Personal cooling with phase change materials to improve thermal comfort from a heat wave perspective

Authors

  • C. Gao,

    1. Thermal Environment Laboratory, Division of Ergonomics and Aerosol Technology, Department of Design Sciences, Faculty of Engineering, Lund University, Lund, Sweden
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  • K. Kuklane,

    1. Thermal Environment Laboratory, Division of Ergonomics and Aerosol Technology, Department of Design Sciences, Faculty of Engineering, Lund University, Lund, Sweden
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  • F. Wang,

    1. Thermal Environment Laboratory, Division of Ergonomics and Aerosol Technology, Department of Design Sciences, Faculty of Engineering, Lund University, Lund, Sweden
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  • I. Holmér

    1. Thermal Environment Laboratory, Division of Ergonomics and Aerosol Technology, Department of Design Sciences, Faculty of Engineering, Lund University, Lund, Sweden
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C. Gao
Thermal Environment Laboratory
Division of Ergonomics and Aerosol Technology
Department of Design Sciences
Faculty of Engineering
Lund University
Box 118
22100 Lund
Sweden
Tel.: +46 46 222 3206
Fax: +46 46 222 4431
e-mail: chuansi.gao@design.lth.se

Abstract

Abstract  The impact of heat waves arising from climate change on human health is predicted to be profound. It is important to be prepared with various preventive measures for such impacts on society. The objective of this study was to investigate whether personal cooling with phase change materials (PCM) could improve thermal comfort in simulated office work at 34°C. Cooling vests with PCM were measured on a thermal manikin before studies on human subjects. Eight male subjects participated in the study in a climatic chamber (Ta = 34°C, RH = 60%, and νa = 0.4 m/s). Results showed that the cooling effect on the manikin torso was 29.1 W/m2 in the isothermal condition. The results on the manikin using a constant heating power mode reflect directly the local cooling effect on subjects. The results on the subjects showed that the torso skin temperature decreased by about 2–3°C and remained at 33.3°C. Both whole body and torso thermal sensations were improved. The findings indicate that the personal cooling with PCM can be used as an option to improve thermal comfort for office workers without air conditioning and may be used for vulnerable groups, such as elderly people, when confronted with heat waves.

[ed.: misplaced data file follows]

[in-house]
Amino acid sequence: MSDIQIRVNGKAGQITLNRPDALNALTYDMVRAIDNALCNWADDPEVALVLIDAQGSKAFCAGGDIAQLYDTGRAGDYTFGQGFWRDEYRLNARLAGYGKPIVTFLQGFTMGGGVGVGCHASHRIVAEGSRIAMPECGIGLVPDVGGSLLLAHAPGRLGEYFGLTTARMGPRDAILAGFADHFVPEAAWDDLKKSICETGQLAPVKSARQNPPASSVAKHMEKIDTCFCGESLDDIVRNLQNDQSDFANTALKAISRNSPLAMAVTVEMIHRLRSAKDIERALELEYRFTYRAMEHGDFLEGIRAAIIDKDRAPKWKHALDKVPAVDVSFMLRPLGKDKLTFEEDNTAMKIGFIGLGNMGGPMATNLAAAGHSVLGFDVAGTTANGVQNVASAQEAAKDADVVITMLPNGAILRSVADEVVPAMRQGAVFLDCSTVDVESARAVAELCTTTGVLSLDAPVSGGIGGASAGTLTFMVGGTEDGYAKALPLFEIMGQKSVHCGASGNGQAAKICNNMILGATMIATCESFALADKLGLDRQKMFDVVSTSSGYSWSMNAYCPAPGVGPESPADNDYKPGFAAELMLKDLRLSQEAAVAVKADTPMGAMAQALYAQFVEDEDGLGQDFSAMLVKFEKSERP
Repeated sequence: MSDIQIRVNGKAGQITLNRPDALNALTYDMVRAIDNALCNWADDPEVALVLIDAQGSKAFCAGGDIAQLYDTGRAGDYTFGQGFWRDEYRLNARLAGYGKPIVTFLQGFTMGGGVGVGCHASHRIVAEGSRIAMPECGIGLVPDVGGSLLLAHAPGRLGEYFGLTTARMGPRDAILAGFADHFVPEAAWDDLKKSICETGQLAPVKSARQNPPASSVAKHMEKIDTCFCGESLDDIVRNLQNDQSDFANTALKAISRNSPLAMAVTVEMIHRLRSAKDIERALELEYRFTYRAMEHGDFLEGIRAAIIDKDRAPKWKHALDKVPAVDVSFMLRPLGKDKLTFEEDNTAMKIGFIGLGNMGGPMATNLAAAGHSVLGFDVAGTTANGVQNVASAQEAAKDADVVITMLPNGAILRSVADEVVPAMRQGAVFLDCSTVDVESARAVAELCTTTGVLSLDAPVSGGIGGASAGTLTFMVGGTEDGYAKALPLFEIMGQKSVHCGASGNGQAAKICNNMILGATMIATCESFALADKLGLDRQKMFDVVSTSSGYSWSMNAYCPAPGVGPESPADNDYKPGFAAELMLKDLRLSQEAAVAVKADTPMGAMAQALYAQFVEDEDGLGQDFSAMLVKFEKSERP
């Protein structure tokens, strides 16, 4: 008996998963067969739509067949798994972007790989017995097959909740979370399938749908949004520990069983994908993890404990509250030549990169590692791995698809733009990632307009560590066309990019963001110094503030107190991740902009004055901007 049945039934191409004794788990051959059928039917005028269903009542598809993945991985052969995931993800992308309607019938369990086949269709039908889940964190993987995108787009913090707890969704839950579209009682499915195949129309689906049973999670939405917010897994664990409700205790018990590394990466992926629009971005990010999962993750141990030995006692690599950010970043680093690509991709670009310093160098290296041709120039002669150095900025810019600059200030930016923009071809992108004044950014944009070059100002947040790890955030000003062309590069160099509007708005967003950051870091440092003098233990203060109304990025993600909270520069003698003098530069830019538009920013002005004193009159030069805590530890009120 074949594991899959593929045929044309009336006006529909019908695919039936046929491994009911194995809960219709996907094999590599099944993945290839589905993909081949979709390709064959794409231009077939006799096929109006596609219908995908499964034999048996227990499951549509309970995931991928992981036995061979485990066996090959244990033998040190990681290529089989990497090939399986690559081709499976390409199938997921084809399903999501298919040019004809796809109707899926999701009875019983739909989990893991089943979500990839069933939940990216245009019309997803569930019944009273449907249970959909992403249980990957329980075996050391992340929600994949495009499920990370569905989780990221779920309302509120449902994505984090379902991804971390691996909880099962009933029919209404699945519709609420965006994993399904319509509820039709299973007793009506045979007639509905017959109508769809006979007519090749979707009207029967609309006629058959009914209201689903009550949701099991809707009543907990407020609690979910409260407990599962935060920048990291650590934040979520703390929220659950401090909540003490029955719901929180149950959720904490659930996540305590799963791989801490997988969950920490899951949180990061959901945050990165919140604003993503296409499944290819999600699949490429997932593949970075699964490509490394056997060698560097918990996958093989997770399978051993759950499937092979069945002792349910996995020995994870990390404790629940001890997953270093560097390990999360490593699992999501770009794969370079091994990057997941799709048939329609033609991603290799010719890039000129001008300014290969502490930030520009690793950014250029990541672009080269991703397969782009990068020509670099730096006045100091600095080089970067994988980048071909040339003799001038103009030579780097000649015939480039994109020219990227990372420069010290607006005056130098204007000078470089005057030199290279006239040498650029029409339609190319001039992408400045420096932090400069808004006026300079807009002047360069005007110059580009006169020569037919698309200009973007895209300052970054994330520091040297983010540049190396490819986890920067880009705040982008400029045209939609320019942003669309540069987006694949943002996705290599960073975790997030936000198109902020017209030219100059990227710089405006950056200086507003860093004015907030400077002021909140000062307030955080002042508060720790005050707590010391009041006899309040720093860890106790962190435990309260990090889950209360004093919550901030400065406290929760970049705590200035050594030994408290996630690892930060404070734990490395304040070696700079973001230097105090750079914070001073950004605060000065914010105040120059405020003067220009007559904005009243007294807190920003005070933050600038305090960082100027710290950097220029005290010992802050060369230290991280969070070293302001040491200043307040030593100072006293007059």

Practical Implications

Wearable personal cooling integrated with phase change materials has the advantage of cooling human body’s micro-environment in contrast to stationary personalized cooling and entire room or building cooling, thus providing greater mobility and helping to save energy. In places where air conditioning is not usually used, this personal cooling method can be used as a preventive measure when confronted with heat waves for office workers, vulnerable populations such as the elderly and disabled people, people with chronic diseases, and for use at home.

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